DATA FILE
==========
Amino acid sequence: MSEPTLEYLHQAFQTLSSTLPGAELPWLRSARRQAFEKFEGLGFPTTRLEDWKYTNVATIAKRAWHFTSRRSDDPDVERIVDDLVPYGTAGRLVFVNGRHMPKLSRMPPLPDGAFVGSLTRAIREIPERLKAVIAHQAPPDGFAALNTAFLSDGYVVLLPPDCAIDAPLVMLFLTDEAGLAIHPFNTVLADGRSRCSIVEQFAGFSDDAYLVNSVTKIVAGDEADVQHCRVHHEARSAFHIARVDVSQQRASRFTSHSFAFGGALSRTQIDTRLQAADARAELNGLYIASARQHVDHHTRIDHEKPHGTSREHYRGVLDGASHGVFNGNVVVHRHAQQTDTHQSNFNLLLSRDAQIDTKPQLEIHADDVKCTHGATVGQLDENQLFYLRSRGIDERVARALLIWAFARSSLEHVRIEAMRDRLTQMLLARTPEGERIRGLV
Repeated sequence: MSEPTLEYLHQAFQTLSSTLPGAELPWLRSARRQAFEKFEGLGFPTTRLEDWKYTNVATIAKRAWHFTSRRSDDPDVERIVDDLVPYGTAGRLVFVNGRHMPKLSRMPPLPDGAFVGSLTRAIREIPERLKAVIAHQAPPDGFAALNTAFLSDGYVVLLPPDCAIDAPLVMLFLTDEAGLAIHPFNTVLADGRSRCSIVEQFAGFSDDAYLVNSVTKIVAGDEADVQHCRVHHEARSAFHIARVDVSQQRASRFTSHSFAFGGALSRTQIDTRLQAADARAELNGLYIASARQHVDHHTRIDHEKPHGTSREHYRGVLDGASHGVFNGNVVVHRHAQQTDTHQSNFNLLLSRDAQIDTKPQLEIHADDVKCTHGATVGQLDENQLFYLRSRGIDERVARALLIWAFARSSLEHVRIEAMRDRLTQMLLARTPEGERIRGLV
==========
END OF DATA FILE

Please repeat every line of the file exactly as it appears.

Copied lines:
Amino acid sequence: MSEPTLEYLHQAFQTLSSTLPGAELPWLRSARRQAFEKFEGLGFPTTRLEDWKYTNVATIAKRAWHFTSRRSDDPDVERIVDDLVPYGTAGRLVFVNGRHMPKLSRMPPLPDGAFVGSLTRAIREIPERLKAVIAHQAPPDGFAALNTAFLSDGYVVLLPPDCAIDAPLVMLFLTDEAGLAIHPFNTVLADGRSRCSIVEQFAGFSDDAYLVNSVTKIVAGDEADVQHCRVHHEARSAFHIARVDVSQQRASRFTSHSFAFGGALSRTQIDTRLQAADARAELNGLYIASARQHVDHHTRIDHEKPHGTSREHYRGVLDGASHGVFNGNVVVHRHAQQTDTHQSNFNLLLSRDAQIDTKPQLEIHADDVKCTHGATVGQLDENQLFYLRSRGIDERVARALLIWAFARSSLEHVRIEAMRDRLTQMLLARTPEGERIRGLV
Repeated sequence: MSEPTLEYLHQAFQTLSSTLPGAELPWLRSARRQAFEKFEGLGFPTTRLEDWKYTNVATIAKRAWHFTSRRSDDPDVERIVDDLVPYGTAGRLVFVNGRHMPKLSRMPPLPDGAFVGSLTRAIREIPERLKAVIAHQAPPDGFAALNTAFLSDGYVVLLPPDCAIDAPLVMLFLTDEAGLAIHPFNTVLADGRSRCSIVEQFAGFSDDAYLVNSVTKIVAGDEADVQHCRVHHEARSAFHIARVDVSQQRASRFTSHSFAFGGALSRTQIDTRLQAADARAELNGLYIASARQHVDHHTRIDHEKPHGTSREHYRGVLDGASHGVFNGNVVVHRHAQQTDTHQSNFNLLLSRDAQIDTKPQLEIHADDVKCTHGATVGQLDENQLFYLRSRGIDERVARALLIWAFARSSLEHVRIEAMRDRLTQMLLARTPEGERIRGLV